Sport, unlike other forms of entertainment, lends itself to short bursts of consumption and technology is increasingly becoming an enabler in that process. Technology is driving innovations in how we watch sport and even changing the reason why we watch it in the first place.
Passionate sports fans, especially avid armchair fans, have a scarce resource – our old friend Father Time. We simply don’t have enough hours in the day to watch all the games and action that, in a perfect world, we would like to watch.
Of course, television has historically assisted, in some ways, by offering condensed highlight shows. An example of this for soccer (football) fans in the UK is BBC Sport’s Match of the Day (MOTD), which airs on Saturday night and has held a permanent and iconic place in the weekly viewing schedule since 1964.
Leagues, broadcasters and technology companies can now provide content that only shows the exciting moments (touchdowns, goals, tries etc) or even allow viewers to concentrate on players or statistics which are integral to their fantasy teams. Today’s sports viewer is provided with an array of rich ways to experience this kind of bite-sized action, as well. For instance, MOTD can be watched for free on the BBC’s iPlayer.
A recent article in the New York Times highlights the efforts of two US technology companies that are enabling sports fans to personalize what, how, when and where they view sport.
The first company, Thuuz, from Palo Alto, California, is the brainchild of venture capitalist Warren Packard. A quick visit to the homepage will give you an idea of what the company is all about:
“Don’t miss a moment of Madness. 100 games in three weeks? No problem with Thuzz!”
Reading further, you’ll begin to understand how Thuuz can make such promises for NCAA’s College Basketball March Madness. The company states that it:
- Follows every game
- Posts an excitement level
- Lets you know how and when best to watch the game (by alerting you through email or text message)
Thuuz processes streams of play-by-play data and calculates excitement by:
“…using a set of proprietary game excitement algorithms that ensure objectivity and consistency. The output of our algorithms is a continuous flow of game excitement ratings over the course of each game, on a 0 – 100 scale”.
The algorithms took months to be finalized, but in simple terms they take into account the pace of the game, the closeness of the contest and the novelty of the game.
The service obviously makes it easier for the passionate fan to go straight to the exciting and meaningful action – either by accessing the game on the internet, or by using the DVR. The list of sports goes beyond basketball and includes hockey, baseball, soccer, cricket (surely a great idea for a 5 day test!) and football. While the alert service is free for sports fans, cable providers and carriers pay for the service.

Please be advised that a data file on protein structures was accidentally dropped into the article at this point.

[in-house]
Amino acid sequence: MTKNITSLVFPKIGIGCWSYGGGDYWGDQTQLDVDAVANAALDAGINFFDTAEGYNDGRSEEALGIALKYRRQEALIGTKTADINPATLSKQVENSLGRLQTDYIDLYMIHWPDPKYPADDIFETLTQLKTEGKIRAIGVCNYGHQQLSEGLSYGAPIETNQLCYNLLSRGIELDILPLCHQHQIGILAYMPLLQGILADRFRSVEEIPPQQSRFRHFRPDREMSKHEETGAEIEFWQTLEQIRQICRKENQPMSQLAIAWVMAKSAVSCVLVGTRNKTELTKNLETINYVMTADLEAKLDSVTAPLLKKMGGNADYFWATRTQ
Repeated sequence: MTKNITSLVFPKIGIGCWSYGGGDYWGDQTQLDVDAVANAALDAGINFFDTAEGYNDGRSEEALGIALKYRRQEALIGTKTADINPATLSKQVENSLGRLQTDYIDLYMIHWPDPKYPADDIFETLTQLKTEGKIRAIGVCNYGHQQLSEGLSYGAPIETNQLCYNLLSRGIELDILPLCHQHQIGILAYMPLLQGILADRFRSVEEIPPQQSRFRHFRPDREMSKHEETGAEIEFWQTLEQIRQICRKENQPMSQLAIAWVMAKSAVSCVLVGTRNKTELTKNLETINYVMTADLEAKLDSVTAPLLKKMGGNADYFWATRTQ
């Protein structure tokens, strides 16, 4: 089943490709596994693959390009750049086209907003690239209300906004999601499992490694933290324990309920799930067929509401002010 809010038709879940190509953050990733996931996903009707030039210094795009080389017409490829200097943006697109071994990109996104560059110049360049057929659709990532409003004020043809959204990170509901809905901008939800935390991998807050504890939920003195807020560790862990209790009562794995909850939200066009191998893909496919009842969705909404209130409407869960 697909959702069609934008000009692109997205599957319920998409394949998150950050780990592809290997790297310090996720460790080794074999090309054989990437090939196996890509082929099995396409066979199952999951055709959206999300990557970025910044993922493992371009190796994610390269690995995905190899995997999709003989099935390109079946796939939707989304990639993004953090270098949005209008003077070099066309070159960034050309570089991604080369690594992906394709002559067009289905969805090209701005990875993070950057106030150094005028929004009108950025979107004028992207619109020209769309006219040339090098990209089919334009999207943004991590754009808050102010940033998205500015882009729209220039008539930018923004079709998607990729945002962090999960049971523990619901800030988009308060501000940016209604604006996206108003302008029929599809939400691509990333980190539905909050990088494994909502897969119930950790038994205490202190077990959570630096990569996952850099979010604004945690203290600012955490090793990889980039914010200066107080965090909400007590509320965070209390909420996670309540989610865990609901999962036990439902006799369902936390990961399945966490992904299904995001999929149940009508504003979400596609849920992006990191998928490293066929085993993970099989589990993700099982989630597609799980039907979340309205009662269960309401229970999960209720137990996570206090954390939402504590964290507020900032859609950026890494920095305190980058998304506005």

The second technology company is a mobile, fantasy gaming startup from New York called Pre Play Sports, which was created in the spring of 2010 by a group of former Cornell University students.
The company states ambitiously that it represents:
“..the future of fantasy sport, giving fans the ultimate chance to prove they can predict what will happen next in a live game”.
Fans are able to make their football predictions through an application which was launched in September 2010 for Apple’s iPhone, iPad and iPod Touch. It is also now available for the Android. Users of the Pre Play Sports app are awarded points for predicting the outcome of a certain play. The more unlikely the outcome, the more points are scored. The app also provides instantaneous updates, scores, and play-by-play information. According to reports, the app has the feel of a video game layered over a sports broadcast. Pre Play Leagues have also been created.
The New York Jets have partnered with Pre Play Sports, experimenting with the company’s technology and offering live streaming to its fans at New Meadowlands stadium in New Jersey.
Unlike the Thuuz service, Pre Play’s app is only free for 2 weeks and then it is $4.99 for a full season subscription.
According to co-founder Andrew Daines:
“We’re trying to create a new type of fantasy experience every step of the way during a game, rather than just a cumulative thing like in traditional fantasy. What our game does is pretty much how most people watch games already”.
As stated by Daines, the attraction of the Pre Play app is that:
“It takes the game and makes it more personal”.
The growth and popularity of fantasy sport is making sports consumption increasingly individual. The development of exciting new technologies will continue to enable the personalization of sports content even further.